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Suspended WSU football player asks judge to lift suspension

Suspended WSU football player asks judge to lift suspension

PULLMAN, Wash. - Attorneys for suspended WSU football senior and football player Robert Barber filed a petition in Whitman County Court Wednesday, asking that a judge lift the suspension and allow him back in school. Attorneys call the suspension a "mean-spirited effort to ruin Barber's life."

Barber, a senior from American Samoa, was suspended by WSU's Student Conduct Board because of his role in a fight at a house party this summer. Despite not yet being charged with a crime, WSU's conduct board first expelled Barber. He appealed the expulsion, which was changed to a suspension and began immediately.

His case has drawn attention from critics who say the process used to suspend Barber is broken. Former Cougar quarterback Jack Thompson and Senator Michael Baumgartner joined a news conference called by the Asian-Pacific Islander Coalition in Seattle this week. The group says WSU's student conduct process engages in racial profiling.

Wednesday, Barber's attorneys filed a Motion to Stay Agency Action Pending Review in Whitman County Court, asking a judge to lift the suspension.

"WSU expelled Robert Barber but did not provide proper due process when depriving him of his liberty and property rights when carrying out sanctions," attorneys wrote in the motion.

On Aug. 22, Barber was one of a number of people involved in a fight at a fraternity live-out known as "The Palace." A video shows Barber in a fight with another student, but also shows "dozens of people involved in the melee and pushing, shoving and striking one another." The attorneys write that Barber is one of "very few individuals who have been disciplined for this incident."

Barber said he panicked when someone hit him or pushed him from the side, but the conduct board did not believe Barber's assertion that he was acting in self-defense. The board chair said Barber looked angry, despite not being able to see his face on the video.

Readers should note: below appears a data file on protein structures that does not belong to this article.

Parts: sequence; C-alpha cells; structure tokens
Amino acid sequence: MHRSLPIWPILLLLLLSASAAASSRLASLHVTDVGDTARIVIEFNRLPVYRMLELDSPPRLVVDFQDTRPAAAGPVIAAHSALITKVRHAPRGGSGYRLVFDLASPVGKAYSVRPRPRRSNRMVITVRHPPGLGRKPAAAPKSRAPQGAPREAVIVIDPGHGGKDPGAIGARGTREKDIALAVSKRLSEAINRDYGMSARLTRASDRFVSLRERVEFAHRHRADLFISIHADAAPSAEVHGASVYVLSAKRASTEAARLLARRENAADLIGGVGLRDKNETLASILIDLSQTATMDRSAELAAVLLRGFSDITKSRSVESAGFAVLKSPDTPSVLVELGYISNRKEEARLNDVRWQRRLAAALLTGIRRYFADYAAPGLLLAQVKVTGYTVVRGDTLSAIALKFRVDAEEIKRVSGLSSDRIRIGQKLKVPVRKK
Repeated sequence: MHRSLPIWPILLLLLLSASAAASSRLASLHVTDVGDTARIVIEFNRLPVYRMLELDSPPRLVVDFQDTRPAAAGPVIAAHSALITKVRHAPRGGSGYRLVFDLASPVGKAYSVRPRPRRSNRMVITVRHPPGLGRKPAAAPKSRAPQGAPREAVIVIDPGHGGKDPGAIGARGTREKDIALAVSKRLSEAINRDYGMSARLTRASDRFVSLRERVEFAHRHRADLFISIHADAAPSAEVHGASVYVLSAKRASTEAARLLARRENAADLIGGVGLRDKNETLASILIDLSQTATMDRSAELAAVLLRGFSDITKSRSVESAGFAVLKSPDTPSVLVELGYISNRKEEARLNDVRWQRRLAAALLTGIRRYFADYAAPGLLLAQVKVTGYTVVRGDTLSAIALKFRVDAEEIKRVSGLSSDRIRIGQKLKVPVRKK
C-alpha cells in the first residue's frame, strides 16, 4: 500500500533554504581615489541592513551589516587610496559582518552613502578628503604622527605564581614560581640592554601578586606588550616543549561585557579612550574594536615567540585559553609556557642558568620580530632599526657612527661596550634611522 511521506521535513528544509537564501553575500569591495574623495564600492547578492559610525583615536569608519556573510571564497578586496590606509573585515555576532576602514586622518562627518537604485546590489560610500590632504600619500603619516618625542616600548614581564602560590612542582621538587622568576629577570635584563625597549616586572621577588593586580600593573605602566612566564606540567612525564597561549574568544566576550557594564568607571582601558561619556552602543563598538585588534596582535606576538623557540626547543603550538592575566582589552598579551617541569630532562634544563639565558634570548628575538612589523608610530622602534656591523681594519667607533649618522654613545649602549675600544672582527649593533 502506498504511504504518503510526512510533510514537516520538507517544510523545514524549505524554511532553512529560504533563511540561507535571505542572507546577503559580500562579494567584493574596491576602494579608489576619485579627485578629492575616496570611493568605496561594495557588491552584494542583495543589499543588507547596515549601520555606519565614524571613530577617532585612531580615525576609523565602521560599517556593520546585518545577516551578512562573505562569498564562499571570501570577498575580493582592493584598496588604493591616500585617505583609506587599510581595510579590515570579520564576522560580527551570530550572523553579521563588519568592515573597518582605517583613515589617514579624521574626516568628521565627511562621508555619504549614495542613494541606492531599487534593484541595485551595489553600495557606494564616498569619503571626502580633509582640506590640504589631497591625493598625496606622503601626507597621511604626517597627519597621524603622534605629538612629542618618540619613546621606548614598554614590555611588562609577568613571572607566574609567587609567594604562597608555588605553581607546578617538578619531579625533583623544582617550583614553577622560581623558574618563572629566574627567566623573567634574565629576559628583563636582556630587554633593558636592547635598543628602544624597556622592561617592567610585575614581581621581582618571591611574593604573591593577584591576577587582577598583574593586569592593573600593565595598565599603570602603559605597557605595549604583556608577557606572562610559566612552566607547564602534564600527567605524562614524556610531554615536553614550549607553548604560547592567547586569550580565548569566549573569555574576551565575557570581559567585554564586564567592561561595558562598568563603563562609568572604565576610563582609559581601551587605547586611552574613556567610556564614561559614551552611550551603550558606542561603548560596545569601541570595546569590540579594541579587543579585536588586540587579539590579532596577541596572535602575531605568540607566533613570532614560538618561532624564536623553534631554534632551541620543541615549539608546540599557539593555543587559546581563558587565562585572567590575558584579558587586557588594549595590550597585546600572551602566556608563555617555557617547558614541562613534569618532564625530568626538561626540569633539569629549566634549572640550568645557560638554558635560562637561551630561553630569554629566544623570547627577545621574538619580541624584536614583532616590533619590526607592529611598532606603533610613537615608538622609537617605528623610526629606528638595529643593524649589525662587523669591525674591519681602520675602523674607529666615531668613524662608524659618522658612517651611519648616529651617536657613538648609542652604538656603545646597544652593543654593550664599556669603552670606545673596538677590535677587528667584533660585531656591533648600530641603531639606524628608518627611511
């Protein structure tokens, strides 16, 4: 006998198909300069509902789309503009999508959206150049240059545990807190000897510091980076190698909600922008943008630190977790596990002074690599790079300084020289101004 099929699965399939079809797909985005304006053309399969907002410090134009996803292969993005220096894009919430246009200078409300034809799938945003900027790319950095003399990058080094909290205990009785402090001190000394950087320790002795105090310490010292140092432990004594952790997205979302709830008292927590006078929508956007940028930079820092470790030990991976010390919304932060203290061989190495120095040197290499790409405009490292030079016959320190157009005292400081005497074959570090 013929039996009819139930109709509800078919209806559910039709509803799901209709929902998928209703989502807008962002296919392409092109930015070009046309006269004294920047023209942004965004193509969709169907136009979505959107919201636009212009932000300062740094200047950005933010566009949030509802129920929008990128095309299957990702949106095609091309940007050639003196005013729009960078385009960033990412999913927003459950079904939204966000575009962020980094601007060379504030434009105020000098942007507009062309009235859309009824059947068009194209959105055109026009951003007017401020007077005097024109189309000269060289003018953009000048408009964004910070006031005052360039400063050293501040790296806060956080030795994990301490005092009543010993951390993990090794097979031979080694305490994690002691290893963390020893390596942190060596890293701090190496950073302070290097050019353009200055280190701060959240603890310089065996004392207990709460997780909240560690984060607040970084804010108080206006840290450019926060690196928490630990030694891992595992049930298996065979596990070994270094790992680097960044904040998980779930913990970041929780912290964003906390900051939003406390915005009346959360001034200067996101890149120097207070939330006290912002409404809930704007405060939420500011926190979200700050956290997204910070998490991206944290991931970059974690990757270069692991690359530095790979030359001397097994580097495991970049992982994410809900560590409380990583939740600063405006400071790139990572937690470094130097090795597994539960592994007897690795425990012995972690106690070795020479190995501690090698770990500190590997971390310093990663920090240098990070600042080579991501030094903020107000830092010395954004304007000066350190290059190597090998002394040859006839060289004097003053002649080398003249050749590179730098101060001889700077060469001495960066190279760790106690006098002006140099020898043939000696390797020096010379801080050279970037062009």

According to attorneys, "The hearing conducted by Lisa McIntyre was riddled with procedural errors." Barber is not allowed to cross-examine anyone, but can submit questions to the board. Attorneys claim McIntyre did not ask all the questions Barber proposed. Attorneys also claim "the written questions by Mr. Barber and the written questions or comments of the complainant were destroyed by school staff."

Attorneys also say Barber was asked to leave the room when the complainant was testifying and that "when Mr. Barber was out of the room, the conduct board whispered about him and joked that Mr. Barber was being sent to a 'holding cell." They point out that Barber has no criminal history and was polite and respectful to the board.

In their final statement in the filing, attorneys say "Despite the fact the process of school discipline is supposed to be educational for students, the board specifically wrote in their order ...'it is the specific intention of the Conduct Board that you not be allowed to graduate from this University.'" Attorneys continue, "That doesn't serve the purpose of educating Mr. Barber and it doesn't do anything to protect the safety of other students. Rather it is (sic) openly mean-spirited effort to ruin Mr. Barber's life."

The attorneys ask the judge to set aside the order and allow Barber to finish his time at WSU.